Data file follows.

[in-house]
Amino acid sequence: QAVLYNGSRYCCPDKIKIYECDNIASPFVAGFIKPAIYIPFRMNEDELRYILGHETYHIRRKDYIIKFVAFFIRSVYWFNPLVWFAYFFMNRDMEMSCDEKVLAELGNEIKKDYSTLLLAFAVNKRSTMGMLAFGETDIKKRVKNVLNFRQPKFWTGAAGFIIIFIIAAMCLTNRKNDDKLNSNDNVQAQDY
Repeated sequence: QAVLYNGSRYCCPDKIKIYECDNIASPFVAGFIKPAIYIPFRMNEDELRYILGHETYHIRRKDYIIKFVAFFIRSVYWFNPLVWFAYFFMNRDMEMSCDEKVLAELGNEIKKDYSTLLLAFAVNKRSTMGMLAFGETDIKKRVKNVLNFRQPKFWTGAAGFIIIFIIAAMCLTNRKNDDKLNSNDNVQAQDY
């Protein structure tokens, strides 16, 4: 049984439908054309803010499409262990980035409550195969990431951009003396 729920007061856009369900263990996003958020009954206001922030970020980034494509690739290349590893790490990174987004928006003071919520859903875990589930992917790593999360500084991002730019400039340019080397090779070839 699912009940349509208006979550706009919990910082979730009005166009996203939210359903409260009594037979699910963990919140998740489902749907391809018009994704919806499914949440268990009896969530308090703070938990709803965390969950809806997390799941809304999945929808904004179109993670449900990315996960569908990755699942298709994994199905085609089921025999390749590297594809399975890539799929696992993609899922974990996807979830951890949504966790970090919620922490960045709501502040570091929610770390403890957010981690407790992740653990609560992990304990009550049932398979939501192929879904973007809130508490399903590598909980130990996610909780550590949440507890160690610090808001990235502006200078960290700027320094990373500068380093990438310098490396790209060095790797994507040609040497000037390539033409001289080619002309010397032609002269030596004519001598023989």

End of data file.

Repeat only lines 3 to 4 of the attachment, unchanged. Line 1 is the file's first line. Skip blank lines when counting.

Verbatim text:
Repeated sequence: QAVLYNGSRYCCPDKIKIYECDNIASPFVAGFIKPAIYIPFRMNEDELRYILGHETYHIRRKDYIIKFVAFFIRSVYWFNPLVWFAYFFMNRDMEMSCDEKVLAELGNEIKKDYSTLLLAFAVNKRSTMGMLAFGETDIKKRVKNVLNFRQPKFWTGAAGFIIIFIIAAMCLTNRKNDDKLNSNDNVQAQDY
């Protein structure tokens, strides 16, 4: 049984439908054309803010499409262990980035409550195969990431951009003396 729920007061856009369900263990996003958020009954206001922030970020980034494509690739290349590893790490990174987004928006003071919520859903875990589930992917790593999360500084991002730019400039340019080397090779070839 699912009940349509208006979550706009919990910082979730009005166009996203939210359903409260009594037979699910963990919140998740489902749907391809018009994704919806499914949440268990009896969530308090703070938990709803965390969950809806997390799941809304999945929808904004179109993670449900990315996960569908990755699942298709994994199905085609089921025999390749590297594809399975890539799929696992993609899922974990996807979830951890949504966790970090919620922490960045709501502040570091929610770390403890957010981690407790992740653990609560992990304990009550049932398979939501192929879904973007809130508490399903590598909980130990996610909780550590949440507890160690610090808001990235502006200078960290700027320094990373500068380093990438310098490396790209060095790797994507040609040497000037390539033409001289080619002309010397032609002269030596004519001598023989």